By Sarah Mac Donald - 01 September, 2019
In his homily at a Mass in St Kieran’s College for priests celebrating their ordination jubilees, the Bishop of Ossory stressed that the kingdom of God does not come about by “being passive”.
The Bishop of Ossory has told a reunion of priests in Kilkenny that the kingdom of God does not come about through “being passive”.
The priests were gathered in St Kieran’s College in Kilkenny to celebrate diamond, golden and silver jubilees of their ordination to the priesthood.
In his homily Bishop Dermot Farrell reminded the priests that they were anointed in order to make the kingdom of God present in this world, “a kingdom of justice and peace, a kingdom of joy and hope, a kingdom of forgiveness and love, a kingdom of rejoicing, a kingdom of reconciliation”.
He underlined that the world is full of “little ones” – people who count for nothing and who are routinely ignored.
“Do we believe that God has commissioned us to deliver such people from what oppresses them?” he challenged the jubilarians and added, “If we are not engaged in constructing the kingdom of God, we are busy constructing one of our own.”
Referring to the readings of the day, he told the reunion gathering that they had heard about Gideon being given his “vocation”. He was not too enthusiastic about the job he was invited to perform. He didn’t believe that the Lord would be with him.
“I am sure there are times when many of us can identify with the reaction of Gideon, particularly when we are confronted by the massive challenges of life today and ministering in a culture often in opposition to the Gospel,” Dr Farrell, a past president of Maynooth, said.
He explained that Gideon had had to learn that prophecy is not a simple prediction of the future but a call, right now, in the present, to acknowledge God, whose loving mercy is without limit.
“The purpose of prophecy is not to paralyse us, but to challenge us to play our part in changing ourselves, and our world. It calls us to place our trust in the God who, at the end of history, will make all things new.”
Elsewhere in his homily Bishop Farrell said, “Sometimes we can cling to a God of grace and not of truth. When we do, we miss the truth of who God really is. God can be seen as Santa Claus with only an abundance of grace.”
But he stressed that an authentic preacher of the gospel cannot be a preacher either of grace only, or of truth only.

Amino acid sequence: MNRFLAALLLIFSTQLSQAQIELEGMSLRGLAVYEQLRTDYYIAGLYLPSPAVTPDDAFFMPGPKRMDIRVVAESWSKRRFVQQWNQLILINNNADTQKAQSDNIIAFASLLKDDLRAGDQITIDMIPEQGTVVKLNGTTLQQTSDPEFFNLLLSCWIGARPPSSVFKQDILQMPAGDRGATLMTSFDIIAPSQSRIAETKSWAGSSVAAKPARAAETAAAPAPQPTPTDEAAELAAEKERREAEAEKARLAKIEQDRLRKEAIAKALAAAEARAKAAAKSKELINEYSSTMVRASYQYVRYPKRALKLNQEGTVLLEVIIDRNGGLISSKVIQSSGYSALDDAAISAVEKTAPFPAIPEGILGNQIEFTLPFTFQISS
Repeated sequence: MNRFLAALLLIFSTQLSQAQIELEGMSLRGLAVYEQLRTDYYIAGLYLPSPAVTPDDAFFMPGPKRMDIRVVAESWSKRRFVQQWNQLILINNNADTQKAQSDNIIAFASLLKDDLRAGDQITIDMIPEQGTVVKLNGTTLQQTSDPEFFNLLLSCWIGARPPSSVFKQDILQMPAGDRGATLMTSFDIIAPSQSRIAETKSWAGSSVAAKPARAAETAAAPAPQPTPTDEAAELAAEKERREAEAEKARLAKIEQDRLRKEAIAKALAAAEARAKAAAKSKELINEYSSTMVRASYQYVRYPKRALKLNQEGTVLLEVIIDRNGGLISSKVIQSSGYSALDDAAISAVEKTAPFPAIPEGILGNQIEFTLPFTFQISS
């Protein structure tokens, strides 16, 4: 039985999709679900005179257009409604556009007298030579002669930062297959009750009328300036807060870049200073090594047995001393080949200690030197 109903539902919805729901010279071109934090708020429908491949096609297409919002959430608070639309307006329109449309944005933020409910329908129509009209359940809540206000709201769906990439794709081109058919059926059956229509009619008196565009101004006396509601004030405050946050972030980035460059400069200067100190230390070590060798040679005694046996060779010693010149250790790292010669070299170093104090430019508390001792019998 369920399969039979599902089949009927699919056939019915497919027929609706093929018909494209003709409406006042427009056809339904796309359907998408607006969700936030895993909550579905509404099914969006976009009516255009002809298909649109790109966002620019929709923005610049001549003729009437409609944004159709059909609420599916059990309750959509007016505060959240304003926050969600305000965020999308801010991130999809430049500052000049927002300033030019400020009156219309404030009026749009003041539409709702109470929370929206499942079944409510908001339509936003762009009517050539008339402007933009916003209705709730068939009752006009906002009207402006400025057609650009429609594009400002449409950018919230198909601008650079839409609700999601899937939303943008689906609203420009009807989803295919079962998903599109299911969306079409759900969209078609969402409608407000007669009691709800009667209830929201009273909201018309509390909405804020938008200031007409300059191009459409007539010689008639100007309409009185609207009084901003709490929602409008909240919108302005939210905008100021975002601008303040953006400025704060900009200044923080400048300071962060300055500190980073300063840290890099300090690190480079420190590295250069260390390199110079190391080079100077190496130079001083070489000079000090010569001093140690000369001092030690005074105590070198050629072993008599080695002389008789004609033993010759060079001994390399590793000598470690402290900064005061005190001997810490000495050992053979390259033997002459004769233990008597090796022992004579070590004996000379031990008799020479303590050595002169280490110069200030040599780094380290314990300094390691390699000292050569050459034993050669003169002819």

“Our preaching, on the one hand, cannot be characterised by an active and robust preaching of moral and dogmatic truth and Church law while saying nothing about God’s prodigal kindness and compassion. We cannot speak exclusively, on the other hand, of the grace of God, and of the mercy of God, but say nothing about God’s truth or God’s law.”
He said ministry as mission means “ongoing engagement beyond the comfortable associations of our language, culture, social class, age, gender or sexual orientation. It is to that vast, diverse world that Jesus sent his very first followers and to which he still sends them, sends us, today.”
“What would your reaction be to God’s invitation? Would you be like Gideon and demand a sign? Would you make God wait, as Gideon did?”
Bishop Farrell acknowledged that we all make God wait.
“We place so many barriers in the way of a call, of the original summons which God places in our heart. We become calculating to the extreme, with a prudence that very often is nothing more than an excuse for not accepting and spreading the love of God.”
He said the faithful have to make space for God to go where He wishes to go and not merely where they think He ought to go.
St Kieran’s College in the diocese of Ossory was founded in 1782, after the passing of the Catholic Relief Act that year.
This act enabled Catholics to found schools, with the consent of the Protestant bishop of the diocese, for the first time since the Irish penal laws were introduced.
The College was founded as the diocesan school and was the first of its kind in the country.
As well as teaching lay students St Kieran’s was a minor and major seminary. As a seminary, the College educated many priests who went on to be ordained to serve in Ireland and abroad. It is estimated that at least 600 alumni of the seminary went to the US.
In 1982 St Kieran’s College celebrated its bicentenary and over 200 priests from around the world attended the celebrations.
However, in 1994 the seminary at St Kieran’s was closed after 212 years because of the fall in vocations to the priesthood.